POSTED: Wednesday, April 3, 2013 - 6:56pm
UPDATED: Thursday, April 4, 2013 - 6:17pm
The United Nations has agreed to and signed an international arms control treaty.
The purpose is to control the flow of arms to terrorists and dictatorial regimes.
They’ve been debating this treaty since the 1990’s and most of the weapons covered are large, complex, deadly planes ships and tanks.
But it also includes small, semi and fully automatic weapons.
And, frankly, for good reason.
The flow of arms, particularly small arms and the ammunition for them, is big business, both above and under the table.
Just the reported trade in small arms internationally amounts to 4.3-billion dollars, and neither China or Russia report their deals, so that figure is low.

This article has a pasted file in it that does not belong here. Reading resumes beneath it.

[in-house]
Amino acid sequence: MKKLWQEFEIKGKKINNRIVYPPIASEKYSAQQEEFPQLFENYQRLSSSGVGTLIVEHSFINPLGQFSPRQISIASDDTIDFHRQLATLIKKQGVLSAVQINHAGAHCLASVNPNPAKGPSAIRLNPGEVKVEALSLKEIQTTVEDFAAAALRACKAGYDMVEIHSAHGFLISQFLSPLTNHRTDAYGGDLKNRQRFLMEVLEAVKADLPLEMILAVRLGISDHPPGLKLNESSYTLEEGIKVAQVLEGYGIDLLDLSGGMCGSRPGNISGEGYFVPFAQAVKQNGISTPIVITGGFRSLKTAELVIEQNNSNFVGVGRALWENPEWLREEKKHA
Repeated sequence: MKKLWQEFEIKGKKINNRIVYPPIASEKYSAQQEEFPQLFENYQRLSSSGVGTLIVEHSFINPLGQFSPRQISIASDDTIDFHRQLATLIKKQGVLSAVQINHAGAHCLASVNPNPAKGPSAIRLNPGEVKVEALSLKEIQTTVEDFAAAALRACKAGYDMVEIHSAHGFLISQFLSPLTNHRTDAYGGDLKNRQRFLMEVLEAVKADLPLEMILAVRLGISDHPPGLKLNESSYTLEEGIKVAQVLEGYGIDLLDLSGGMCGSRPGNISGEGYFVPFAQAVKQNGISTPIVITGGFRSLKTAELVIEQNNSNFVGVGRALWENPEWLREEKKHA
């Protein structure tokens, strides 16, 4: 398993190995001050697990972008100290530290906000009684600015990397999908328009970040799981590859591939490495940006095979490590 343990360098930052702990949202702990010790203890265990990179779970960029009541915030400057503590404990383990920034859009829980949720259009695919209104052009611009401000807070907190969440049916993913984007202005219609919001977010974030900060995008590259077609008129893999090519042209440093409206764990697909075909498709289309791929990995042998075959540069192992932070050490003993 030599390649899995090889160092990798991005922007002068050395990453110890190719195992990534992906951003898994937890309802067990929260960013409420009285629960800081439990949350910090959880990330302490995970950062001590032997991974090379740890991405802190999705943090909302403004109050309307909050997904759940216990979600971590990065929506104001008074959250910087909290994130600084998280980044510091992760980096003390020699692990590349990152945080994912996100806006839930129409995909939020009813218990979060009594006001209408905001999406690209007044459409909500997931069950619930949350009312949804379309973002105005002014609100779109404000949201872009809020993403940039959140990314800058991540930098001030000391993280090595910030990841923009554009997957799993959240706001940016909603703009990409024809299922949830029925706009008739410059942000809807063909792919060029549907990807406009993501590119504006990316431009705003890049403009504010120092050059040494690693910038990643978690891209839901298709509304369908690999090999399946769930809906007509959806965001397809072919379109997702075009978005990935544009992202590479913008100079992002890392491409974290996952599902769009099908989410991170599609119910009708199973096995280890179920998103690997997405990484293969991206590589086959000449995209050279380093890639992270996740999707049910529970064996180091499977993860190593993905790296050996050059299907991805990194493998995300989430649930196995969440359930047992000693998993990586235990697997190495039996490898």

And where do they go? Drug cartels, rebels, terrorists and brutal regimes, along with legitimate governments and buyers overseas.
So the United Nations has approved a treaty to provide more transparency and accountability regarding who ends up with these weapons.
That worries gun rights groups like the National Rifle Association.
“An international treaty cannot override a provision of the US Constitution. The Constitution takes precedence over everything in American law,” says TJC Political Science Professor John Ross.
In fact, the Supreme Court ruled in the case of Covert Versus Reid, that no treaty
can conflict with the Constitution.
“It only regulates exports of guns. It’s to set some common standards among states and our laws are already in place doing it. It wouldn’t make any change in our laws,” says Ross
In fact, the US Arms Export Control Act already does what this treaty calls on others to do.
“I think it’s instructive to look at who voted against this. It was 3 countries against which there are arms embargos, Syria, Iran and North Korea,” He says.
The treaty must be ratified by 2/3rds of the Senate.
Despite assurances from the State Department, some senators still think domestic law will be affected.